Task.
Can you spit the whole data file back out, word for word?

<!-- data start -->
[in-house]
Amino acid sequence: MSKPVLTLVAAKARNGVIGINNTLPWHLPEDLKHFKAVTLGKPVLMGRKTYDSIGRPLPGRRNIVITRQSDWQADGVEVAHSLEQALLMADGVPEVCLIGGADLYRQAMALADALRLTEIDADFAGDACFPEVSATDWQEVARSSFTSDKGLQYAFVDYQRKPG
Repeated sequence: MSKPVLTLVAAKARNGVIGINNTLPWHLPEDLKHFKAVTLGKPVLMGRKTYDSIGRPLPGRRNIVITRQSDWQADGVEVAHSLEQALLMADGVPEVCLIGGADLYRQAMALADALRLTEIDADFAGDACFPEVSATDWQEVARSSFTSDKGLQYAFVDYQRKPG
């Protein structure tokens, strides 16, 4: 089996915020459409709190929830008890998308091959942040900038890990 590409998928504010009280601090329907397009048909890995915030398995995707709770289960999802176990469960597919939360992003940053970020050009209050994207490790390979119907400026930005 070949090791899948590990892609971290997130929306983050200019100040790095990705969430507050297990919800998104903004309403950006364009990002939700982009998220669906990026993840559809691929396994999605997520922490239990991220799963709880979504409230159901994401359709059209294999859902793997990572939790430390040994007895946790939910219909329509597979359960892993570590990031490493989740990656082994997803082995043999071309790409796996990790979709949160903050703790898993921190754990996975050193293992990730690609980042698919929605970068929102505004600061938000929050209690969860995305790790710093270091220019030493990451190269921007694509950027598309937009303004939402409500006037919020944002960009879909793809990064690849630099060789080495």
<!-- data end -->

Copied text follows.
[in-house]
Amino acid sequence: MSKPVLTLVAAKARNGVIGINNTLPWHLPEDLKHFKAVTLGKPVLMGRKTYDSIGRPLPGRRNIVITRQSDWQADGVEVAHSLEQALLMADGVPEVCLIGGADLYRQAMALADALRLTEIDADFAGDACFPEVSATDWQEVARSSFTSDKGLQYAFVDYQRKPG
Repeated sequence: MSKPVLTLVAAKARNGVIGINNTLPWHLPEDLKHFKAVTLGKPVLMGRKTYDSIGRPLPGRRNIVITRQSDWQADGVEVAHSLEQALLMADGVPEVCLIGGADLYRQAMALADALRLTEIDADFAGDACFPEVSATDWQEVARSSFTSDKGLQYAFVDYQRKPG
């Protein structure tokens, strides 16, 4: 089996915020459409709190929830008890998308091959942040900038890990 590409998928504010009280601090329907397009048909890995915030398995995707709770289960999802176990469960597919939360992003940053970020050009209050994207490790390979119907400026930005 070949090791899948590990892609971290997130929306983050200019100040790095990705969430507050297990919800998104903004309403950006364009990002939700982009998220669906990026993840559809691929396994999605997520922490239990991220799963709880979504409230159901994401359709059209294999859902793997990572939790430390040994007895946790939910219909329509597979359960892993570590990031490493989740990656082994997803082995043999071309790409796996990790979709949160903050703790898993921190754990996975050193293992990730690609980042698919929605970068929102505004600061938000929050209690969860995305790790710093270091220019030493990451190269921007694509950027598309937009303004939402409500006037919020944002960009879909793809990064690849630099060789080495």